Press Brief: The BabySeq project reports that out of the 159 newborns that were randomized to receive genomic sequencing, 15 were found to have a genetic variant for which there was a strong evidence of increased risk of a disorder that presents or is clinically manageable during childhood.

More than 10% of healthy people have monogenic risk variants

RareDR |
December 2018
Press

Robert Green, MD, MPH, the projects’ principal investigator suggests “These results are unexpected and exciting, suggesting that if we examine enough well-established, disease-associated genes, we will unearth monogenic risk variants in more than 10 percent of purportedly healthy individuals.”

Dr. Robert Green on the impact of individual genomic data

Harry Glorikian |
December 2018
Podcast

Harry Glorikian guest this week, Dr. Robert Green, is a professor of medicine and genetics at Harvard Medical School and director of the Genomes To People research program at Brigham & Women’s Hospital and the Broad Institute of Harvard and MIT. They dig into the individual genome, how genomic data is being used, and the impact … Continued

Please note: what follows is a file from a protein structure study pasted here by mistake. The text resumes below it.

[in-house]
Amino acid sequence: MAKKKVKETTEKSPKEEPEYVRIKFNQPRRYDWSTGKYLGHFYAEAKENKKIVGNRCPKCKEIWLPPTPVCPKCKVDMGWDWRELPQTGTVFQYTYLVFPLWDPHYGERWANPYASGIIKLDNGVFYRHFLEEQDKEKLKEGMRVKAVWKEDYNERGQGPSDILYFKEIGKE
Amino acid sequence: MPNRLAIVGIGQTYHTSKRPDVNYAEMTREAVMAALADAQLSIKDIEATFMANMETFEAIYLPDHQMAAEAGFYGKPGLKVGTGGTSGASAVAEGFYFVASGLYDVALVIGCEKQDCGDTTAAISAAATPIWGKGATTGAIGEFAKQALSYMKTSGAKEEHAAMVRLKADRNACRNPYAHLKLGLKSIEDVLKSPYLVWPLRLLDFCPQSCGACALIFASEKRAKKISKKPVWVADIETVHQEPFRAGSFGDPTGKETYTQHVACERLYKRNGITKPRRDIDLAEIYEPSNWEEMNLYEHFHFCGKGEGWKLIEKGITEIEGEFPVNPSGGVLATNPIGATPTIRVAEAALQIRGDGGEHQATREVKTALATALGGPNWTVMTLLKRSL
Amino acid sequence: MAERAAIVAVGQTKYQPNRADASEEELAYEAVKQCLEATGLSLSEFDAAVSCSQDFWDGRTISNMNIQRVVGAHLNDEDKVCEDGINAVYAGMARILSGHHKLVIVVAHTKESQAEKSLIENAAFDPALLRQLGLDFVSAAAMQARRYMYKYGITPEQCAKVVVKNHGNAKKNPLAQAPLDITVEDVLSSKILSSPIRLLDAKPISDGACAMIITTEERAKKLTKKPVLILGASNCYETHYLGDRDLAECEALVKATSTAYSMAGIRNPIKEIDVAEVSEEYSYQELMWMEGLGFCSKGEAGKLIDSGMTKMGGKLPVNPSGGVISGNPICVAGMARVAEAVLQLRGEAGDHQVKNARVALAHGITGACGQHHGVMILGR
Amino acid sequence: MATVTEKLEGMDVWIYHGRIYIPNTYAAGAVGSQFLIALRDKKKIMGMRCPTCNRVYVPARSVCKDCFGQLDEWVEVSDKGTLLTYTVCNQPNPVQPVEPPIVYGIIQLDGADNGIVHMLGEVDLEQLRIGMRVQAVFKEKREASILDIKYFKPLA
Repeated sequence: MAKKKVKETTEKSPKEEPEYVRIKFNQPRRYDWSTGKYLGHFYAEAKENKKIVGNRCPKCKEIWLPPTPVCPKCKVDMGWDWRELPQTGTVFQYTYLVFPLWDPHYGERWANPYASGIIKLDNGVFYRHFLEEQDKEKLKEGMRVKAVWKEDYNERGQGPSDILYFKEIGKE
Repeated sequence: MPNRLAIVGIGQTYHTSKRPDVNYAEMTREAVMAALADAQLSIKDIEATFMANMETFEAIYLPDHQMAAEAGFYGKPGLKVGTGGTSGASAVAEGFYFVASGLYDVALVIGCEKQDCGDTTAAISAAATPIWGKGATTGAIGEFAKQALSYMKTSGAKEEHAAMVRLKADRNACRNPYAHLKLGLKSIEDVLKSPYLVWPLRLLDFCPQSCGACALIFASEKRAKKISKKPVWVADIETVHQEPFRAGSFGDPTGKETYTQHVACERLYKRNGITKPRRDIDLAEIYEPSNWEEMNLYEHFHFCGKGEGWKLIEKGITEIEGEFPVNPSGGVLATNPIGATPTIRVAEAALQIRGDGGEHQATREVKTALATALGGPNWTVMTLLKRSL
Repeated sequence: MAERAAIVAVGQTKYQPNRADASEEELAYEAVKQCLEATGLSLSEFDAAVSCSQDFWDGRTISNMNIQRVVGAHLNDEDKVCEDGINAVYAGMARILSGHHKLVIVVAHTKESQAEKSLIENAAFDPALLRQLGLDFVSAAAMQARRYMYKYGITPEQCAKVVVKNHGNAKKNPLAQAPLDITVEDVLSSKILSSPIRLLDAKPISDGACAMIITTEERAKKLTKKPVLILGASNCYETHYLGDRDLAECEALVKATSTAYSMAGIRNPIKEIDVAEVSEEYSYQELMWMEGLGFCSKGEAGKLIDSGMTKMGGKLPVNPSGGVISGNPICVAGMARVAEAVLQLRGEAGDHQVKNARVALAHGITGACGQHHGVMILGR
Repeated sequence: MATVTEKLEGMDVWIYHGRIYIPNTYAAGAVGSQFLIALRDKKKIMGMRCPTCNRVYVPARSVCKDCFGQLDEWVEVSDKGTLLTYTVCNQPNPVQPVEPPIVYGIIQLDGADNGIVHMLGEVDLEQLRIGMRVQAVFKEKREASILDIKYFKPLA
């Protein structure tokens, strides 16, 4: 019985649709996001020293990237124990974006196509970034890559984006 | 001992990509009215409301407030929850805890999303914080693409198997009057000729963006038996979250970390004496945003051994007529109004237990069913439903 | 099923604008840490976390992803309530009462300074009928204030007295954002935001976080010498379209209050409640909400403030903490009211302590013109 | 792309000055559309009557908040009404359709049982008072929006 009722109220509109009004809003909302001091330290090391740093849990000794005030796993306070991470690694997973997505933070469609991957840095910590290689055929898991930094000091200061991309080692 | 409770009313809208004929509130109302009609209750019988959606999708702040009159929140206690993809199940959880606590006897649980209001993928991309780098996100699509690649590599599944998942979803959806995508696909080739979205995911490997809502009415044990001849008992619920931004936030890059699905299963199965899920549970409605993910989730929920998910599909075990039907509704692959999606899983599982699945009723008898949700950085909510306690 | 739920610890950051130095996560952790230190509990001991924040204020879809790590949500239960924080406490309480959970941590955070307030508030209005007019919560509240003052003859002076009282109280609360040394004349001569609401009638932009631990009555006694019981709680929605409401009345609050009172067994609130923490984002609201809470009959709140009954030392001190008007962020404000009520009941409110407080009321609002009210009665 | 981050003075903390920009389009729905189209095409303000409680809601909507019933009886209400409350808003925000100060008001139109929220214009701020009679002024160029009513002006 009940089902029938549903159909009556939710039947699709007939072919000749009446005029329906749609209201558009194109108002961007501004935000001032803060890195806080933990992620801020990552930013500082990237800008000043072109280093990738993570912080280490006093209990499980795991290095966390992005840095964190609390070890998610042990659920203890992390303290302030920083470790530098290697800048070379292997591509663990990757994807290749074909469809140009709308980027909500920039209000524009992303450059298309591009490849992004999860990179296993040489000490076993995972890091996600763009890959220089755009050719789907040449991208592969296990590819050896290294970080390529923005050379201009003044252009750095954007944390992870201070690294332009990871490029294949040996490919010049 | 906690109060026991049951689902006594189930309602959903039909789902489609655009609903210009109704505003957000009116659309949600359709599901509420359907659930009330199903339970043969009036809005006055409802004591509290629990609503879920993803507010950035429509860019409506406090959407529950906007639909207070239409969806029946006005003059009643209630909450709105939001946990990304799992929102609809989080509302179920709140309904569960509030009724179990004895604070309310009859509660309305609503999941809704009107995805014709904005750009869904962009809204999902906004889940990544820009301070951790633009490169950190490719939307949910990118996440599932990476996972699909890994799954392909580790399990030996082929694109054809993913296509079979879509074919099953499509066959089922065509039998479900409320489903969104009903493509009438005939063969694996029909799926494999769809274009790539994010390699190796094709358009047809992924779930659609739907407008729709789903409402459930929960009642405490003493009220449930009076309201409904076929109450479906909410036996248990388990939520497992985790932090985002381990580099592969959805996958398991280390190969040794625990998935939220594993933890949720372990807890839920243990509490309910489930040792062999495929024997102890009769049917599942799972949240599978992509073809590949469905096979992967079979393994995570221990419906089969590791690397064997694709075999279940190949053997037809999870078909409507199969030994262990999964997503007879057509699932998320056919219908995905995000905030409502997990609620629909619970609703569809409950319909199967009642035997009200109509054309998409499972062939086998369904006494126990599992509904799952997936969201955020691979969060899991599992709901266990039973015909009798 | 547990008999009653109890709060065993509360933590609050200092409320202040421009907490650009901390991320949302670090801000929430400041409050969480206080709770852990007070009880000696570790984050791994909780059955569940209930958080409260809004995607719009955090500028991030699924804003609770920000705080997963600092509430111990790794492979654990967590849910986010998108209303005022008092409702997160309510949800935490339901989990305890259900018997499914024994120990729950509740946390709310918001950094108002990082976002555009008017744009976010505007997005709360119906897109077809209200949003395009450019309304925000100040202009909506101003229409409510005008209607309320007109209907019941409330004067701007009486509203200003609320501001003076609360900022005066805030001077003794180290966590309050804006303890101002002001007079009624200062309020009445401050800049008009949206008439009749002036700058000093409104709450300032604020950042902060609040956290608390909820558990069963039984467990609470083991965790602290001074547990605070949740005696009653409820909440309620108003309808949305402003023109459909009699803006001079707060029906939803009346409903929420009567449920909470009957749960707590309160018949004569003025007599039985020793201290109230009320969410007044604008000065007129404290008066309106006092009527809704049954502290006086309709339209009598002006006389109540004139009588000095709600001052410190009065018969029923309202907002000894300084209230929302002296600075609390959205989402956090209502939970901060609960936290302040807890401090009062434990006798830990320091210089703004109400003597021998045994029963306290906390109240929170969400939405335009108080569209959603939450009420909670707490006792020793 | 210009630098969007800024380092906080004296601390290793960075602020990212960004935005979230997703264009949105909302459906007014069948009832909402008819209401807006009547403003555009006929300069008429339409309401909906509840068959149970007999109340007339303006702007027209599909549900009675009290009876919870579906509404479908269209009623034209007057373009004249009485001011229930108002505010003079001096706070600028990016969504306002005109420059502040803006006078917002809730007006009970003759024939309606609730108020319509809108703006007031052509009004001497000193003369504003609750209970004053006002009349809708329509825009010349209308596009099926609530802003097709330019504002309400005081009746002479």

G2P Newsletter December 2018

December 2018
G2P News

This Fall, G2P has had exciting updates with a new PeopleSeq grant. Our team has traveled from San Diego, Atlanta, and Fort Detrick to Basel, Zurich, and Barcelona, to several conferences, presenting new data from our translational genomics research projects.

Who do you think you are?

O Magazine |
December 2018
Press

At-home genetic testing can  help you understand your biology. But before delving into your DNA, consider the caveats.

G2P team presents data nationally and abroad

November 2018
G2P News

From San Diego, Atlanta and Fort Detrick to Basel, Zurich and Barcelona, our team traveled to several conferences this fall, presenting new data from our translational genomics research projects.

Studying personal genomics: Expanding the pool

Medium |
November 2018
G2P Blog

While a good deal of research has focused on finding information within the human genome that can diagnose rare conditions, far less work has been done to understand the longer-term consequences of identifying genetic risks in apparently healthy people. Read more the PeopleSeq Consoritum from the principal investigator, Dr. Robert Green!